Poet CEO Jeff Broin said the tax credit was a “valuable tool that helped the fledgling ethanol industry gain traction in a market dominated by oil.”
Broin said the industry was equipped to compete without the tax credit, noting improvements in the efficiency of ethanol production. That includes cutting energy use by half and water use by 80 percent.
South Dakota-based Poet, the world's largest ethanol producer, operates Indiana plants in Alexandria, Cloverdale, North Manchester and Portland.
The biggest challenge ahead for ethanol producers might be in finding new demand for their product. Automakers in recent years have increasingly equipped their cars to burn high concentrations of ethanol–85 percent ethanol and 15 percent gasoline, known as E85.
But because ethanol has less energy than gasoline, thus lowers fuel economy, it’s not economical to use unless the price of gasoline is high relative to ethanol.
So the industry has been pressing federal regulators to allow a higher concentration of ethanol in ordinary gasoline. About 10 percent of most gasoline now contains ethanol, which became a replacement for the anti-knock additive methyl tert-butyl ether, or MTBE, which was pulled for environmental reasons.
Last year, the federal government approved a 15-percent blend of ethanol in gasoline for late-model cars, although automakers have been fighting the ruling in court, arguing that it can harm vehicles whose fuel systems are not designed to handle E85.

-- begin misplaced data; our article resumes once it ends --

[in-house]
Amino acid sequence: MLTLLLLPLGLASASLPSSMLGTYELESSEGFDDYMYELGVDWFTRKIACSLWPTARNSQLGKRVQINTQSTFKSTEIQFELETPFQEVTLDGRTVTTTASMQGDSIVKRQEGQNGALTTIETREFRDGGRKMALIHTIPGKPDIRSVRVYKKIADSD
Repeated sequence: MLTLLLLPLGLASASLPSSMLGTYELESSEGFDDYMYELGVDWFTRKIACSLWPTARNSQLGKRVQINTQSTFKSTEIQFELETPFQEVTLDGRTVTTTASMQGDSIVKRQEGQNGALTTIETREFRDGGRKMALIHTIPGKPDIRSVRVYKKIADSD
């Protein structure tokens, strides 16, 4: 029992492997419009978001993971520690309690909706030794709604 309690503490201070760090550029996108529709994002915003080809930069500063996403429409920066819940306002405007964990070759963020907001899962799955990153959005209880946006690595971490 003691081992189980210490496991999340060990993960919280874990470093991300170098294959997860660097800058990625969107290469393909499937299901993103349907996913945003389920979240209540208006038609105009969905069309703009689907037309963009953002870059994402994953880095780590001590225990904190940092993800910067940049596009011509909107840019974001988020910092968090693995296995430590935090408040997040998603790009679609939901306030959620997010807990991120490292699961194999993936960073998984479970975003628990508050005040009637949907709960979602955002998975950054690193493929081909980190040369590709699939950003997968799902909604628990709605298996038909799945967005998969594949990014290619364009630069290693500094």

Alternative fuels advocates are looking for other ways to improve use of ethanol, including pumps that could dispense a blend of 30-percent ethanol, 70-percent gasoline.
Such pumps could allow flex-fuel vehicles to still burn a higher level of ethanol but incur less of a fuel economy penalty than if using E85.
“You’re going to start seeing a lot more E30 stations,” said Kellie Walsh, executive director of the Greater Indiana Clean Cities Coalition, a federally funded group that promotes alternative fuels.
Walsh said a handful of E30 pumps are being installed in Fort Wayne, and that a couple of fuel vendors in Indianapolis are kicking around the idea.
One challenge for the ethanol industry has been convincing service stations to spend extra money to install pumps and tanks equipped to dispense varying levels of the fuel.
Noble said the corn grower groups have raised money through the corn check-off program to help retailers cover ethanol pump infrastructure costs, which has already gone toward installation of at least 14 pumps in the state.
The Indiana Corn Marketing Council said the state’s ethanol industry is responsible for 3,527 full-time jobs, with an economic impact of $2.7 billion annually.
Indiana’s plants generate about 980 million gallons of ethanol per year, about 7 percent of the U.S. output. Indiana is the sixth-largest ethanol-producing state.
Also last month Congress let expire a tariff on ethanol imports that stymied competition from lower-cost Brazilian-made sugar cane ethanol in the United States.
Domestic ethanol producers aren’t wringing hands this time, as Brazil is now experiencing an ethanol shortage. In fact, the U.S. is selling ethanol to Brazil.